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Nishith Chennakeshava - MSc thesis at IPP & PPPL

I am currently studying a masters in Fusion energy at the Technical University of Eindhoven, and as a part of my research project, I have had the opportunity to work with the experts in the field of plasma turbulence, both at IPP in Greifswald, Germany, and at PPPL in Princeton, USA.

Greifswald

Some of these experts are based in IPP (Institute for Plasma Physics) Greifswald, Germany. Greifswald also has the world’s largest stellarator device, Wendelstein 7-X (W7-X). Being there during the most recent operational campaign was incredibly exciting! To have a “first look” at how operations are carried out at a fusion reactor was very educational. This was made possible with the help of Fusenet, which sponsors students financially to carry out their projects abroad.

As the closest airport is either Berlin, or Hamburg, the best option for me was to simply take the train to Greifswald, which however takes a long time from my home university at Eindhoven. Greifswald is a town on the smaller side, but has a very friendly vibe to it. A vibrant student culture adds to the lively atmosphere. Although, I could not sample most of what Greifswald had to offer till the weekends. There are several good places to eat out, and have a drink with friends. Hard not to keep running into people you know, in such a small town.

My work involved studying plasma turbulence, and optimising stellarators such that the density gradient at which turbulent transport takes over is shifted towards higher density gradients. This point that I am referring to is called the critical gradient. This will allow stellarators to be operated at higher density gradients, without the trapped-electron mode (TEM) playing a significant part, which is the one specific turbulent channel that I am working with.

The first objective was to re-derive the relation that describes the critical gradient of the TEM. This will provide us with a relation between the critical gradient, and the magnetic geometry of the stellarator. This relation can then be used in an optimisation code called STELLOPT, to change the magnetic geometry of a stellarator such that the critical gradient of turbulent mode is moved to higher density gradients.

My time at Greifswald culminated with a talk that all masters students have to give during the initial stages of their projects. As most people at the university were away on their summer breaks, I did not have a large audience. However, I had very helpful feedback from the people who were present, and especially from my supervisor. Once again, I would like to thank Fusenet for helping to make this internship possible, and my supervisor for guiding me through the project so far.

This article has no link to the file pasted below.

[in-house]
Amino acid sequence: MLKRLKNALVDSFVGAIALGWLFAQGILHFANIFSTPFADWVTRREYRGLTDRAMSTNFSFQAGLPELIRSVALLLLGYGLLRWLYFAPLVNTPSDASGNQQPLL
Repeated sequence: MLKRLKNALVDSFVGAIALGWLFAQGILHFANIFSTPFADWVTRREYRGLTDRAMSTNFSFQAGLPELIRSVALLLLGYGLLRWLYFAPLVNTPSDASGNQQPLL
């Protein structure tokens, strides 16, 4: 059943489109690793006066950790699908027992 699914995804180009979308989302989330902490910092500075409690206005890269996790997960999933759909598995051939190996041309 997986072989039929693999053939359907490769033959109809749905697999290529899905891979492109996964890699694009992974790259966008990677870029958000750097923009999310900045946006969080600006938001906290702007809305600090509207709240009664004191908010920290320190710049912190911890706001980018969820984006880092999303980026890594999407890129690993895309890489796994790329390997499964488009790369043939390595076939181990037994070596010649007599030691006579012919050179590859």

Princeton

This is the second part of my thesis work that I have been working on between three locations; IPP (Institute for Plasma Physics) Greifswald, Technical University of Eindhoven, and the Princeton Plasma Physics Laboratory (PPPL). I have been very lucky to be given this opportunity, and have learnt a lot from it. My work involved studying plasma turbulence, and optimising stellarators such that the density gradient at which a particular channel of turbulent transport takes over is shifted towards higher density gradients. This point that I am referring to is called the critical gradient. This will allow stellarators to be operated at higher density gradients, without the trapped-electron mode (TEM) playing a significant part, which is the one specific turbulent channel that I am working with.

I arrived in New York late September such that I would be all set to start my work with Dr. Mynick at the start of October. Unfortunately, visa requirements are such that it took me about 10 days to have everything ready to go! My work here involved a lot of math, trying a new approach towards deriving a dispersion relation that can describe TEM turbulence. Without Dr. Mynick’s help, this task would have been incredibly difficult.

Whilst carrying out my work, I was lucky enough to be given access to other graduate student facilities at PPPL, like the computing cluster. This was a new experience for me, but one that taught me a lot. While Princeton is a very small town, the student culture is very rich, and there is always something to do. So when I wasn’t working, I was never really bored. The weekends that weren’t spent in the Firestone library, were spent in New York. The close proximity of Princeton to NYC is an amazing opportunity to explore it. Ideal for a weekend trip, or even a day trip. Unfortunately, I could not make it to Washington D.C.

I am very thankful to Dr. Mynick for supervising me through my time at Princeton, and PPPL for hosting the project. Once again, I would like to thank Fusenet for helping to make this internship possible.

- Nishith Chennakeshava